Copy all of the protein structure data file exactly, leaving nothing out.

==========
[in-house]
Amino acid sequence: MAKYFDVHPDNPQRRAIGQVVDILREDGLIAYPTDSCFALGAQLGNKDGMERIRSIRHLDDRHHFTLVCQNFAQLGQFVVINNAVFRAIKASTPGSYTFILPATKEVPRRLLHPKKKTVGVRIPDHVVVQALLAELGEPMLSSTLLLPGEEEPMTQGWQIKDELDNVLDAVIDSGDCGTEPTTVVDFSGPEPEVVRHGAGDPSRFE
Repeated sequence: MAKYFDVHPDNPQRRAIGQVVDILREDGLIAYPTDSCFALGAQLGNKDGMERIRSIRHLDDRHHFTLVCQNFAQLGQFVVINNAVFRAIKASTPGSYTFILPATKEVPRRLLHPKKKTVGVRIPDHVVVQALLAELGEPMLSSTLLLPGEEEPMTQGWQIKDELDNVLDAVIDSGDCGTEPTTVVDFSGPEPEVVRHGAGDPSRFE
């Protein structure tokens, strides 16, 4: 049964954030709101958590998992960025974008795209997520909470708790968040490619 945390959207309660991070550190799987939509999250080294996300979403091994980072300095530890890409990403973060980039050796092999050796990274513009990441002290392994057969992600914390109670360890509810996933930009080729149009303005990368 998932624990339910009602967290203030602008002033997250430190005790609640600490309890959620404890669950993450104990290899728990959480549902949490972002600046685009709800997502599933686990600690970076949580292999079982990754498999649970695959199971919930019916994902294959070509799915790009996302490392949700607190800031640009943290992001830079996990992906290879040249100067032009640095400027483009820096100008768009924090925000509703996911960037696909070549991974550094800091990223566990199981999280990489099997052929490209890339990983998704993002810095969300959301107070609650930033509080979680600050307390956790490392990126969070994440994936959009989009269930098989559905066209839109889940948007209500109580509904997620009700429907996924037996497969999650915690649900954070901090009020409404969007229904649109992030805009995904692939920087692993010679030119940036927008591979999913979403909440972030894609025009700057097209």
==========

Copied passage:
[in-house]
Amino acid sequence: MAKYFDVHPDNPQRRAIGQVVDILREDGLIAYPTDSCFALGAQLGNKDGMERIRSIRHLDDRHHFTLVCQNFAQLGQFVVINNAVFRAIKASTPGSYTFILPATKEVPRRLLHPKKKTVGVRIPDHVVVQALLAELGEPMLSSTLLLPGEEEPMTQGWQIKDELDNVLDAVIDSGDCGTEPTTVVDFSGPEPEVVRHGAGDPSRFE
Repeated sequence: MAKYFDVHPDNPQRRAIGQVVDILREDGLIAYPTDSCFALGAQLGNKDGMERIRSIRHLDDRHHFTLVCQNFAQLGQFVVINNAVFRAIKASTPGSYTFILPATKEVPRRLLHPKKKTVGVRIPDHVVVQALLAELGEPMLSSTLLLPGEEEPMTQGWQIKDELDNVLDAVIDSGDCGTEPTTVVDFSGPEPEVVRHGAGDPSRFE
């Protein structure tokens, strides 16, 4: 049964954030709101958590998992960025974008795209997520909470708790968040490619 945390959207309660991070550190799987939509999250080294996300979403091994980072300095530890890409990403973060980039050796092999050796990274513009990441002290392994057969992600914390109670360890509810996933930009080729149009303005990368 998932624990339910009602967290203030602008002033997250430190005790609640600490309890959620404890669950993450104990290899728990959480549902949490972002600046685009709800997502599933686990600690970076949580292999079982990754498999649970695959199971919930019916994902294959070509799915790009996302490392949700607190800031640009943290992001830079996990992906290879040249100067032009640095400027483009820096100008768009924090925000509703996911960037696909070549991974550094800091990223566990199981999280990489099997052929490209890339990983998704993002810095969300959301107070609650930033509080979680600050307390956790490392990126969070994440994936959009989009269930098989559905066209839109889940948007209500109580509904997620009700429907996924037996497969999650915690649900954070901090009020409404969007229904649109992030805009995904692939920087692993010679030119940036927008591979999913979403909440972030894609025009700057097209």